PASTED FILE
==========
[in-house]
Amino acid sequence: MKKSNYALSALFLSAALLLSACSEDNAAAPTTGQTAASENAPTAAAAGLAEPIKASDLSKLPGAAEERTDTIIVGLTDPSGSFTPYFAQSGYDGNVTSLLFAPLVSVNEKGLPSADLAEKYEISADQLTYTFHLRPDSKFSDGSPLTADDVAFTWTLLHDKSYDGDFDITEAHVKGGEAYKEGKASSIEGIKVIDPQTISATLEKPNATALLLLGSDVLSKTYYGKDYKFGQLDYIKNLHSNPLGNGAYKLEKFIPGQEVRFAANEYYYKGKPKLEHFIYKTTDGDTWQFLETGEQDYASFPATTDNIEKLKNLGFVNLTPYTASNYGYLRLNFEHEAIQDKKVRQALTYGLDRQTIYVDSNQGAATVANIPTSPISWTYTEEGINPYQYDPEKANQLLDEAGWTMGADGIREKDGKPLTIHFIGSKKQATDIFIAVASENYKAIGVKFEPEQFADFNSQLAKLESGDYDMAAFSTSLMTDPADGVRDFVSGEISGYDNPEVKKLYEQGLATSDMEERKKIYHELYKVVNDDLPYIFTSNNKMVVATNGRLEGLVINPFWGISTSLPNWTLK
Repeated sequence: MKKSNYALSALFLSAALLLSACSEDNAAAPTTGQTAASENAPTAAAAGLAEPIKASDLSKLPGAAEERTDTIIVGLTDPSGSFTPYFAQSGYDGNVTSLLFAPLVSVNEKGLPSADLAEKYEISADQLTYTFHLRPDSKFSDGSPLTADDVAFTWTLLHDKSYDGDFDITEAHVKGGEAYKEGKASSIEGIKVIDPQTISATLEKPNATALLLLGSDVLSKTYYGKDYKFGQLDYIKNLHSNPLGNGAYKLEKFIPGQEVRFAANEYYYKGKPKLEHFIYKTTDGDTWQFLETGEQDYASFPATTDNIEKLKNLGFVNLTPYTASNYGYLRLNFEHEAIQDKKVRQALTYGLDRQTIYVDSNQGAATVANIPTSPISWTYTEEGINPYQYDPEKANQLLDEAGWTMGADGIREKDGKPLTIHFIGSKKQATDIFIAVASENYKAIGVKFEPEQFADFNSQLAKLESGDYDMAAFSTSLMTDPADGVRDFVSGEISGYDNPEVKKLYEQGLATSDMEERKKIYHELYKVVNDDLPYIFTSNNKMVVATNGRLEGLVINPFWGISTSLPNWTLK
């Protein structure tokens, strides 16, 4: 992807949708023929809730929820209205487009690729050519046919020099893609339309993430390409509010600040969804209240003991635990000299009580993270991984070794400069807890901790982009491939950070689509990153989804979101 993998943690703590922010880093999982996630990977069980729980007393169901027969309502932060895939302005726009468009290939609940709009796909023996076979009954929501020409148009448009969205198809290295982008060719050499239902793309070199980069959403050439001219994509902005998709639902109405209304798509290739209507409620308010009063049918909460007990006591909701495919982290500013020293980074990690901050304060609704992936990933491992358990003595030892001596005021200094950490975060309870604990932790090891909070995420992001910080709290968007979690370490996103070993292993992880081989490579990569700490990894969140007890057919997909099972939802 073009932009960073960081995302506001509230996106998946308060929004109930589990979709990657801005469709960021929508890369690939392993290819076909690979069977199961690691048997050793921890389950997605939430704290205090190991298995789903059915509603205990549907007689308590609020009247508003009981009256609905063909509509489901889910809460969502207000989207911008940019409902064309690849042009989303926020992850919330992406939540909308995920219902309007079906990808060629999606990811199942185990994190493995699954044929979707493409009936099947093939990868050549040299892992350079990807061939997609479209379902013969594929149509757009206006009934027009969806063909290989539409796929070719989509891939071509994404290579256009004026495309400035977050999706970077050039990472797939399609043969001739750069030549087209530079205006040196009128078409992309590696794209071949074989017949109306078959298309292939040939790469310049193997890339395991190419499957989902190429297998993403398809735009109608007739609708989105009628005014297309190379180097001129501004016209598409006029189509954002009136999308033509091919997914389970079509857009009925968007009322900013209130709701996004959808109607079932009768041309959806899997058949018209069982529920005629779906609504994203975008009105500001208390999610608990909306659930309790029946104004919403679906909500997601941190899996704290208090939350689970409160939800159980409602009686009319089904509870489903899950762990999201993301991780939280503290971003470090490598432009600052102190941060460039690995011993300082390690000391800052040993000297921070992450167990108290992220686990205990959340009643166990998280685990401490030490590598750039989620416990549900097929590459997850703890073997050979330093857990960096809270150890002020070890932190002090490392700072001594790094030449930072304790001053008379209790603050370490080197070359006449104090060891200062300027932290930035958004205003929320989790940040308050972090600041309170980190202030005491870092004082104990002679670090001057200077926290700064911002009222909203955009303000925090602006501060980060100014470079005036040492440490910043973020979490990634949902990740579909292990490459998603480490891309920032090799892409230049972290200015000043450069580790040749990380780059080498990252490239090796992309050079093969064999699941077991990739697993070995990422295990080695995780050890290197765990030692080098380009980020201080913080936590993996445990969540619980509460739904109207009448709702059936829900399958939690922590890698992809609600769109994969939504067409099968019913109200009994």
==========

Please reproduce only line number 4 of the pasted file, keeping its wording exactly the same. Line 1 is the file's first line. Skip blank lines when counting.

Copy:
């Protein structure tokens, strides 16, 4: 992807949708023929809730929820209205487009690729050519046919020099893609339309993430390409509010600040969804209240003991635990000299009580993270991984070794400069807890901790982009491939950070689509990153989804979101 993998943690703590922010880093999982996630990977069980729980007393169901027969309502932060895939302005726009468009290939609940709009796909023996076979009954929501020409148009448009969205198809290295982008060719050499239902793309070199980069959403050439001219994509902005998709639902109405209304798509290739209507409620308010009063049918909460007990006591909701495919982290500013020293980074990690901050304060609704992936990933491992358990003595030892001596005021200094950490975060309870604990932790090891909070995420992001910080709290968007979690370490996103070993292993992880081989490579990569700490990894969140007890057919997909099972939802 073009932009960073960081995302506001509230996106998946308060929004109930589990979709990657801005469709960021929508890369690939392993290819076909690979069977199961690691048997050793921890389950997605939430704290205090190991298995789903059915509603205990549907007689308590609020009247508003009981009256609905063909509509489901889910809460969502207000989207911008940019409902064309690849042009989303926020992850919330992406939540909308995920219902309007079906990808060629999606990811199942185990994190493995699954044929979707493409009936099947093939990868050549040299892992350079990807061939997609479209379902013969594929149509757009206006009934027009969806063909290989539409796929070719989509891939071509994404290579256009004026495309400035977050999706970077050039990472797939399609043969001739750069030549087209530079205006040196009128078409992309590696794209071949074989017949109306078959298309292939040939790469310049193997890339395991190419499957989902190429297998993403398809735009109608007739609708989105009628005014297309190379180097001129501004016209598409006029189509954002009136999308033509091919997914389970079509857009009925968007009322900013209130709701996004959808109607079932009768041309959806899997058949018209069982529920005629779906609504994203975008009105500001208390999610608990909306659930309790029946104004919403679906909500997601941190899996704290208090939350689970409160939800159980409602009686009319089904509870489903899950762990999201993301991780939280503290971003470090490598432009600052102190941060460039690995011993300082390690000391800052040993000297921070992450167990108290992220686990205990959340009643166990998280685990401490030490590598750039989620416990549900097929590459997850703890073997050979330093857990960096809270150890002020070890932190002090490392700072001594790094030449930072304790001053008379209790603050370490080197070359006449104090060891200062300027932290930035958004205003929320989790940040308050972090600041309170980190202030005491870092004082104990002679670090001057200077926290700064911002009222909203955009303000925090602006501060980060100014470079005036040492440490910043973020979490990634949902990740579909292990490459998603480490891309920032090799892409230049972290200015000043450069580790040749990380780059080498990252490239090796992309050079093969064999699941077991990739697993070995990422295990080695995780050890290197765990030692080098380009980020201080913080936590993996445990969540619980509460739904109207009448709702059936829900399958939690922590890698992809609600769109994969939504067409099968019913109200009994």